weeks, he started to play with his ball, giving it to each of us to roll for
him. A few days later he passed.
07/15/12 - Sammy
Adding another collar to the box…
Animal rescue has given me the most satisfaction and fulfillment in my
life, along with the greatest sadness and anger. The sadness and anger
comes when we get a mistreated, or sick, or un-socialized dog into
rescue. It also comes when we get a perfectly good and healthy dog that
an owner is no longer committed to. Pure bred dogs are the results of
intentional actions by humans. The decision to add an animal to a family
should come with a lifetime commitment, but less than 20% of all dogs
will live out their lives in the first home they start with.
It may sound strange but it turns out that the greatest fulfillment I
have is when I get that phone call or email telling me that their
beloved boxer, the one they adopted from us years ago, has passed on.
Only then, am I certain that what we did was really successful.
And I have a thing about dog collars. My foster dogs mostly have gone on
to their forever homes with new collars. I knew that their families
would probably want to pick out their own collar to welcome them to
their home. But I wanted the old collar they wore while with me as a
memory. I save the old ones in a box.
I got Sammy in
the spring of 2002. He was only two and a half years old, and it was my
job as his foster home to care for and to find him his forever home. I
brought him to a number of home visits, and twice, he was matched with
his new family. The first home was a nice family with kids and a young
“out of control” female boxer. We offered some tips for their dog, and
we agreed that Sammy might even be a good role model for her. The day of
the adoption, they called to say they had given great consideration to
adopting Sammy and realized how well behaved he was compared to their
existing boxer. Wisely, they decided to work on getting better control
over her before taking on a second dog. A few weeks later... on the day
he was to go to a different matched home, I got a call saying that their
young female boxer had fainted, and their vet suspected a heart
condition. A second dog would have to wait.
It was my friend and fellow rescue volunteer Joanne, who convinced be
that Sammy was meant to stay with me... and I thank her for not letting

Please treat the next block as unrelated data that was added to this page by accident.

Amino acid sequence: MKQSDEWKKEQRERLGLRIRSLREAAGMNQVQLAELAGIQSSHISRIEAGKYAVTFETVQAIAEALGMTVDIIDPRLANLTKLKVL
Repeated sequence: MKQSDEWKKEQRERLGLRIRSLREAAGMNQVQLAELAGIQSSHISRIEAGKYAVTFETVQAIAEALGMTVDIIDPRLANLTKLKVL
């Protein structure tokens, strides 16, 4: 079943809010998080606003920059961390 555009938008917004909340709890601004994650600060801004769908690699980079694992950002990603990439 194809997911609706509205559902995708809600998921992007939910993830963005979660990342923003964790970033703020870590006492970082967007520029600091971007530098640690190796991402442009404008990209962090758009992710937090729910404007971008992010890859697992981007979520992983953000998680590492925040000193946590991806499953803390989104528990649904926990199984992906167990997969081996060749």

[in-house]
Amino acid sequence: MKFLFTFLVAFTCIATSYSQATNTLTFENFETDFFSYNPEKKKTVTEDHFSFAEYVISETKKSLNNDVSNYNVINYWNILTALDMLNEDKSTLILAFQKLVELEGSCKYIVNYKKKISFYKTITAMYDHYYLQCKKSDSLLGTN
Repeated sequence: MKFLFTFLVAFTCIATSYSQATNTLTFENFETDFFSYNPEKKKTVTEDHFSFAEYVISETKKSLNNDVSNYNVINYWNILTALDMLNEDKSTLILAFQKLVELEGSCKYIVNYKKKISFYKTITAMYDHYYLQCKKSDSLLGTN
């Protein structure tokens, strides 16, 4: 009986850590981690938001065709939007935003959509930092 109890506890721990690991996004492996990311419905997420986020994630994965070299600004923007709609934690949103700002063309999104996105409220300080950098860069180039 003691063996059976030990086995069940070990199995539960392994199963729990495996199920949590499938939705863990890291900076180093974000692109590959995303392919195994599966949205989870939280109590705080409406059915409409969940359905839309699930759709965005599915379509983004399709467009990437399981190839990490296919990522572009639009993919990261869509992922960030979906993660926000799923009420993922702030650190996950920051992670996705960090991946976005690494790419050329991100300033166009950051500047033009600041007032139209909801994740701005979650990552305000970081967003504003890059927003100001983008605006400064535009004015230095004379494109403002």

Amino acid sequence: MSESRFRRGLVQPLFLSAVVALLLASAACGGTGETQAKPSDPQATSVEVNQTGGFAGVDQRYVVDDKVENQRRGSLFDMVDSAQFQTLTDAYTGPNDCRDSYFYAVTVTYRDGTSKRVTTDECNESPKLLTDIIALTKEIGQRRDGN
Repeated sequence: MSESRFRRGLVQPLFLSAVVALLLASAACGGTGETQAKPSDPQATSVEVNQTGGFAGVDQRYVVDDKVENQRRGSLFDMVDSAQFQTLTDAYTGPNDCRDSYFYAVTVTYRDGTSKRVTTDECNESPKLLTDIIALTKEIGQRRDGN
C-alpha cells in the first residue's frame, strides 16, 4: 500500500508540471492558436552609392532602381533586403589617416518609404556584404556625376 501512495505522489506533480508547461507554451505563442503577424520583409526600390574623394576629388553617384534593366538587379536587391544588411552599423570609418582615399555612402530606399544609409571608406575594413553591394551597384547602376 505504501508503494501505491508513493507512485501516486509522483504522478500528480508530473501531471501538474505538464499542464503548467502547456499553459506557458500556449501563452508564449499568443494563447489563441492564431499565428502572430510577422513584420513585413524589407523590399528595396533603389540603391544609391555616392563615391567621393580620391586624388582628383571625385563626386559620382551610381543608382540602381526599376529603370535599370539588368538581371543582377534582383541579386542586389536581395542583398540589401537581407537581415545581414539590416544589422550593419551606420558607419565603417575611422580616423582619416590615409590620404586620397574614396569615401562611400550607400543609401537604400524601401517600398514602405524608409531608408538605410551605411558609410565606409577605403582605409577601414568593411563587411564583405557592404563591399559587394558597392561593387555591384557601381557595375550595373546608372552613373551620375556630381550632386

me miss the opportunity to have him a part of our family. He lived to be
snuggled with, and was pretty good at finding a willing lap to put his
head on. He was always very healthy, and was always doing something
funny to entertain me. Sammy could use his front paws like hands. His
siblings always stood back as Sammy opened doors for them to go through.
And within a few days of Brandy's passing, Sammy took up the sport of
barking and pouncing on rocks. That was Brandy's thing, and he had never
done it while she was alive.
I’m not one for often changing my own dog’s collars. I pick out
something conservative… For my last few boxers, I’ve gone with leather.
It’s comfortable, and ages nicely with time… and lasts a life time. At
the end of that life time, those collars also go in the box.
On Sunday July 15, 2012, my sweet Sammy could no longer walk or stand,
and he was having a hard time breathing. Our vet came to the house at
1pm and Sammy went peacefully. Sammy would have been thirteen in
07/31/12 - Rudy turned
He loves his vanilla ice-cream
, and shared it with Katie! I can't believe I've been writing this for 9
12/20/12 - Rudy - way too early and unexpectedly has started to fail.
Always pretty healthy, he started having trouble getting in and out of the
car and then just standing. Dr Templeton and a neurologist seem to
agree that it is not good. But on Meds, Rudy has responded well. We
aim to keep him around for awhile... as long as he is feeling well.
|Rudy 12/23/2012 - 2 days after starting Prednisone
Video 1 (I was so happy
to see him on his feet)
|Rudy 1/05/2013 - Today!
Video 2 (Katie has been very good with Rudy and this play was
started by him.)
To be continued...